The history of the Canal

The History of the Canal

One of the most important projects of modern Greece, which played a catalytic role for the Mediterranean trade, the canal of the Isthmus of Corinth, has constituted an inspiration for centuries and was completed … 25 centuries after the conception of its idea.

The “Afneios Corinth” since the ancient times was one of the most important cities of the then known world, but also of modern Greece. Its geographical position has highlighted it to a great Navy, Commerce and Cultural Centre.


Η αρχή

The beginning


The time clock turns back to the late 7th century B.C., and specifically in 602 B.C. At that time, the tyrant of Corinth Periander decided to connect the Gulf of Corinth with the Saronic Gulf. His purpose was to try and open a canal in the isthmus of Corinth which would allow the avoidance of a dangerous circumnavigation of the Peloponnese and to shorten the route.

The plans of Periander, one of the seven sages of antiquity, as ancient writers testify, remained unaccomplished. The technicians of the time prevented him because they observed a level difference on both sides which would cause the flow of the Corinthian into the Saronic with unknown consequences and maybe the cause of floods to the coasts of Attica.

But the reality was different. According to testimonies Periander gave up his plans when he heard the oracle and her prophecies. “Don’t fortify the isthmus nor dig it. Because Jupiter made an island wherever he thought was right “said the Oracles prophecy. That phrase and the reactions of some churchy people of the time, but also the fear that it would cause the wrath of the gods, averted him to proceed to a major project of that time. The beginning certainly had already occurred. The hard rocks justified the reputation for the wrath of the God Poseidon, but the mainly problem was the enormous technical difficulties.

But historians note that the prophecies were caused by the priests of the time and by the Corinthian people. The reason for the first ones was that they feared that by opening the Isthmus they would loose rich oblations – trader’s gifts and for the second ones the reason was that the city would lose financial resources, and the traders would just pass by without staying in Corinth any longer.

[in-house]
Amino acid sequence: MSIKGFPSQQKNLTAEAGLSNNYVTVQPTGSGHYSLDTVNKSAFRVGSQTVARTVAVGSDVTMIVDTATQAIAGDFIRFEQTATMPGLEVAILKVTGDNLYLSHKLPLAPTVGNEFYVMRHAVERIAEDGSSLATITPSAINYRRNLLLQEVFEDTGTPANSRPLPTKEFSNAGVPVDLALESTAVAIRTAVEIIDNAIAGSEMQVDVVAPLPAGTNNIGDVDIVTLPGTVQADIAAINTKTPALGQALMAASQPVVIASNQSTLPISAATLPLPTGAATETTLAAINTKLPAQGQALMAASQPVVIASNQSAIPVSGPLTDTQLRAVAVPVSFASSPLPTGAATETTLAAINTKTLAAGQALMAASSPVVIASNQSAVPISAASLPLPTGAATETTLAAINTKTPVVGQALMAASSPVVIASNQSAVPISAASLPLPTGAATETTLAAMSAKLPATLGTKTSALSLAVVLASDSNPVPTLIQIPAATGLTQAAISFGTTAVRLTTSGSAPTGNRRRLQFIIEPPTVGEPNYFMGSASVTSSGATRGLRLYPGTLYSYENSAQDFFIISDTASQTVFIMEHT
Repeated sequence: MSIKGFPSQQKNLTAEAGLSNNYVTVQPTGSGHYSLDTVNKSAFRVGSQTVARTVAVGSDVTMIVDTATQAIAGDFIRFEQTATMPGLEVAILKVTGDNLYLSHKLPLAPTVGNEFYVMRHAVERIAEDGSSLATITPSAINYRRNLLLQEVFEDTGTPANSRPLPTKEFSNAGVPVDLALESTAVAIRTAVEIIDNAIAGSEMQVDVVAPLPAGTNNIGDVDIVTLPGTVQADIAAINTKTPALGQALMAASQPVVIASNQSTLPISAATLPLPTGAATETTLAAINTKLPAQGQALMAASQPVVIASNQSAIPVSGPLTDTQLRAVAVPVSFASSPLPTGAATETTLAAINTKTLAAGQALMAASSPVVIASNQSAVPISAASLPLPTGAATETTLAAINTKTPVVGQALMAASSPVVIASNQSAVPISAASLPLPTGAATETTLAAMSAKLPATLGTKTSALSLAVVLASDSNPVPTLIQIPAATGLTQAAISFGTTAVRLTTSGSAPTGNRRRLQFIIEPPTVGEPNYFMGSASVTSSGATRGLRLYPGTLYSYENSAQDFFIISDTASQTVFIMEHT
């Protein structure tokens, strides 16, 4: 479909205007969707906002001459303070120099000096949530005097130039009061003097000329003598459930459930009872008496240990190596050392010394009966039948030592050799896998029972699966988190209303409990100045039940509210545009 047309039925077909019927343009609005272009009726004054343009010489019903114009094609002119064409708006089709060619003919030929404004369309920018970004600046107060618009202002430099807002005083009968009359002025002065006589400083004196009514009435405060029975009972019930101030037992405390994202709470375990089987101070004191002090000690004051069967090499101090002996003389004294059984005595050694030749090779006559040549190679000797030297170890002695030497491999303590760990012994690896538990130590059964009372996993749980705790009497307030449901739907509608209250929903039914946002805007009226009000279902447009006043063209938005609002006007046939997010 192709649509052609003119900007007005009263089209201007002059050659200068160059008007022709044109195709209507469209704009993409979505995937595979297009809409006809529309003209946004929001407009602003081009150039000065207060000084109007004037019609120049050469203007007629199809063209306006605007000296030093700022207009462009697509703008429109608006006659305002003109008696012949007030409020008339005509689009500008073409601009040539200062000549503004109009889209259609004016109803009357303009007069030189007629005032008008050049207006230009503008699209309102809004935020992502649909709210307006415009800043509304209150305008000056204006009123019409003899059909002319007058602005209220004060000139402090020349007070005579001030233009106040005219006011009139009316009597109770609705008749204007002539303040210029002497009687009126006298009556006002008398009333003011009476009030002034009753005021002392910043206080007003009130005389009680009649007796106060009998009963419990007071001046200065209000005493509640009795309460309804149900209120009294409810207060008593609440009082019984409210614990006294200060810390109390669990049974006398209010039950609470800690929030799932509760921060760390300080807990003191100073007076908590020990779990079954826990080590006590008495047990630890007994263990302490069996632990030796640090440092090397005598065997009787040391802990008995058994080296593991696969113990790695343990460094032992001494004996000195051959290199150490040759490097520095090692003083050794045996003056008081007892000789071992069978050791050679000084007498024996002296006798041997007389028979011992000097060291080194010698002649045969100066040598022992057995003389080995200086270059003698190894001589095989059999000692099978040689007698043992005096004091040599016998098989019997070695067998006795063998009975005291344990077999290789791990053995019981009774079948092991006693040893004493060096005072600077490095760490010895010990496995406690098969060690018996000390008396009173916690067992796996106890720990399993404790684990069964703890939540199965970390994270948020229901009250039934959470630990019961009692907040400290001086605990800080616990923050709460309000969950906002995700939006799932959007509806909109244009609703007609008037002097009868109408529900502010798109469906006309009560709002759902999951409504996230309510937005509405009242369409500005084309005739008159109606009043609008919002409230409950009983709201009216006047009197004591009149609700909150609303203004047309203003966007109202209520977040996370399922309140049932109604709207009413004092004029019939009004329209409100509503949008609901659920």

After that event Periander tried to resolve the problem by building the famous Diolkos. This was a special road paved with slabs of limestone, dressed with woods, from which ships greased with fat were coming through from the Lechaeon port in the Saronic, to the Kenchreai port in Corinth. Ships were loaded on special vehicles and were crawled through the dry land through Diolkos who was five metres wide, while the goods were transported by pack animals. This idea was very successful because the ships of the era were of small dimension and the strength of the slaves and of the animals was sufficient for that purpose. But the problem was that the cost for the tolls was very high and usually warships passed by Diolkos.

Part of this paved road, much of which is revealed during the excavations can be seen today in the west of the modern canal. The deep ruts on which the vehicle carrying ships was moving is reserved.

The second attempt

The second attempt

Perianders vision found a follower, after nearly three centuries. Demetrius Poliorcetes in 307 B.C. decided to put back in place the plan for the opening of the canal. However his initial enthusiasm couldn’t continue as the engineers he brought from Egypt had persuaded him to abandon the project. The engineers assured him that the waters of the Corinthian that would have been poured into the Saronic would have drowned it, in consequence the drowning of Aegina island and its neighbouring islands.

The Romans

The Romans

The hegemony of Rome gives a “fresh air” to the project, after about two and a half centuries. It started by Julius Caesar in 44 A.C. who failed, just like Caligula did, in 37 A.C., and also the other emperors Hadrian and Gaius. But the plans were abandoned for military and political reasons. Indeed in 40 A.C., Gaius, delegated to the technicians the study of the project.

The most important step however occurred when Nero got the rein of the Roman Emperor about 66 A.C., at the age of 29 when he was at the Isthmian games. There he decided, as Lucian mentions, to proceed with the project and he announced it to the Greeks. A few months later in 67 A.C., he makes the opening of the projects on November 28 at an impressive ceremony, where he used gold mattock under music trumpets.